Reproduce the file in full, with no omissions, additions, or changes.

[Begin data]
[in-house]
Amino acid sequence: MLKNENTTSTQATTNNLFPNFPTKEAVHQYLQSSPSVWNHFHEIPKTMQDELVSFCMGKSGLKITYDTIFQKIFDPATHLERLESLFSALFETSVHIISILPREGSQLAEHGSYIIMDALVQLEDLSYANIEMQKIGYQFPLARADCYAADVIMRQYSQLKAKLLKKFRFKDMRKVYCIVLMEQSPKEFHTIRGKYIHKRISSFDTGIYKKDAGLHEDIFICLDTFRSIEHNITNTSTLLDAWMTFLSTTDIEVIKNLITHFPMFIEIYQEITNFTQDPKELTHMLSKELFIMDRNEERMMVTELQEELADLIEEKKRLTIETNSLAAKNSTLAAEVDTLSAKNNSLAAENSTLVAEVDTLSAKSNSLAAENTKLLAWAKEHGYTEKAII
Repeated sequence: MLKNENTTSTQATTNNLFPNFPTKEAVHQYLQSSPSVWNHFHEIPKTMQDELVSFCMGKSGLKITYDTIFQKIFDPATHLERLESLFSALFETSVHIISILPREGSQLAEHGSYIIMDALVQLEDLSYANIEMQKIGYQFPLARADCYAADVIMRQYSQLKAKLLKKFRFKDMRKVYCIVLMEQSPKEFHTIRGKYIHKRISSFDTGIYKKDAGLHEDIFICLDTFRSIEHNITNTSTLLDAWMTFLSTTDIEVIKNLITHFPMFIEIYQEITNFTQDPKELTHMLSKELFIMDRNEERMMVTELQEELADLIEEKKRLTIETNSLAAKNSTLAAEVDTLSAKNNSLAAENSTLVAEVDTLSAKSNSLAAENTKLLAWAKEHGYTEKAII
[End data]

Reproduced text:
[in-house]
Amino acid sequence: MLKNENTTSTQATTNNLFPNFPTKEAVHQYLQSSPSVWNHFHEIPKTMQDELVSFCMGKSGLKITYDTIFQKIFDPATHLERLESLFSALFETSVHIISILPREGSQLAEHGSYIIMDALVQLEDLSYANIEMQKIGYQFPLARADCYAADVIMRQYSQLKAKLLKKFRFKDMRKVYCIVLMEQSPKEFHTIRGKYIHKRISSFDTGIYKKDAGLHEDIFICLDTFRSIEHNITNTSTLLDAWMTFLSTTDIEVIKNLITHFPMFIEIYQEITNFTQDPKELTHMLSKELFIMDRNEERMMVTELQEELADLIEEKKRLTIETNSLAAKNSTLAAEVDTLSAKNNSLAAENSTLVAEVDTLSAKSNSLAAENTKLLAWAKEHGYTEKAII
Repeated sequence: MLKNENTTSTQATTNNLFPNFPTKEAVHQYLQSSPSVWNHFHEIPKTMQDELVSFCMGKSGLKITYDTIFQKIFDPATHLERLESLFSALFETSVHIISILPREGSQLAEHGSYIIMDALVQLEDLSYANIEMQKIGYQFPLARADCYAADVIMRQYSQLKAKLLKKFRFKDMRKVYCIVLMEQSPKEFHTIRGKYIHKRISSFDTGIYKKDAGLHEDIFICLDTFRSIEHNITNTSTLLDAWMTFLSTTDIEVIKNLITHFPMFIEIYQEITNFTQDPKELTHMLSKELFIMDRNEERMMVTELQEELADLIEEKKRLTIETNSLAAKNSTLAAEVDTLSAKNNSLAAENSTLVAEVDTLSAKSNSLAAENTKLLAWAKEHGYTEKAII